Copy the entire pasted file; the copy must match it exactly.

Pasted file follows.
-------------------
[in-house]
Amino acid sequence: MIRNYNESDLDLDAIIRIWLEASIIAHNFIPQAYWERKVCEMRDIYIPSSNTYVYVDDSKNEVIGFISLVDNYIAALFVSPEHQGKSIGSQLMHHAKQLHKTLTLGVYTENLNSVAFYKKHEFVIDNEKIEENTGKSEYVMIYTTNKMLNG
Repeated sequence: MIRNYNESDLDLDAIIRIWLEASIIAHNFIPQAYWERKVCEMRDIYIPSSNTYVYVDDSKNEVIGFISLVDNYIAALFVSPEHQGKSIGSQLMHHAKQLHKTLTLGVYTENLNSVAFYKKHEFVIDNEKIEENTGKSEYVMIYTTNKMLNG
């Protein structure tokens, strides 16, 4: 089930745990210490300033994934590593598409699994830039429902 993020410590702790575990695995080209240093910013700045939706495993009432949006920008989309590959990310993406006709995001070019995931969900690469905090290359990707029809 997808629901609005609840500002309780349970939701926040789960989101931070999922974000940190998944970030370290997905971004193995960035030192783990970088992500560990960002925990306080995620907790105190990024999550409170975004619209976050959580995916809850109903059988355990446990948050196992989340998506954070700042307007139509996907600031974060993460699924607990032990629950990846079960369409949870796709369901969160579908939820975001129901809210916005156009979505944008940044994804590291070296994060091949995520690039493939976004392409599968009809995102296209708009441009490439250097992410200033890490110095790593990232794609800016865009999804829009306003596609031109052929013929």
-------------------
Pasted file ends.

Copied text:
[in-house]
Amino acid sequence: MIRNYNESDLDLDAIIRIWLEASIIAHNFIPQAYWERKVCEMRDIYIPSSNTYVYVDDSKNEVIGFISLVDNYIAALFVSPEHQGKSIGSQLMHHAKQLHKTLTLGVYTENLNSVAFYKKHEFVIDNEKIEENTGKSEYVMIYTTNKMLNG
Repeated sequence: MIRNYNESDLDLDAIIRIWLEASIIAHNFIPQAYWERKVCEMRDIYIPSSNTYVYVDDSKNEVIGFISLVDNYIAALFVSPEHQGKSIGSQLMHHAKQLHKTLTLGVYTENLNSVAFYKKHEFVIDNEKIEENTGKSEYVMIYTTNKMLNG
């Protein structure tokens, strides 16, 4: 089930745990210490300033994934590593598409699994830039429902 993020410590702790575990695995080209240093910013700045939706495993009432949006920008989309590959990310993406006709995001070019995931969900690469905090290359990707029809 997808629901609005609840500002309780349970939701926040789960989101931070999922974000940190998944970030370290997905971004193995960035030192783990970088992500560990960002925990306080995620907790105190990024999550409170975004619209976050959580995916809850109903059988355990446990948050196992989340998506954070700042307007139509996907600031974060993460699924607990032990629950990846079960369409949870796709369901969160579908939820975001129901809210916005156009979505944008940044994804590291070296994060091949995520690039493939976004392409599968009809995102296209708009441009490439250097992410200033890490110095790593990232794609800016865009999804829009306003596609031109052929013929």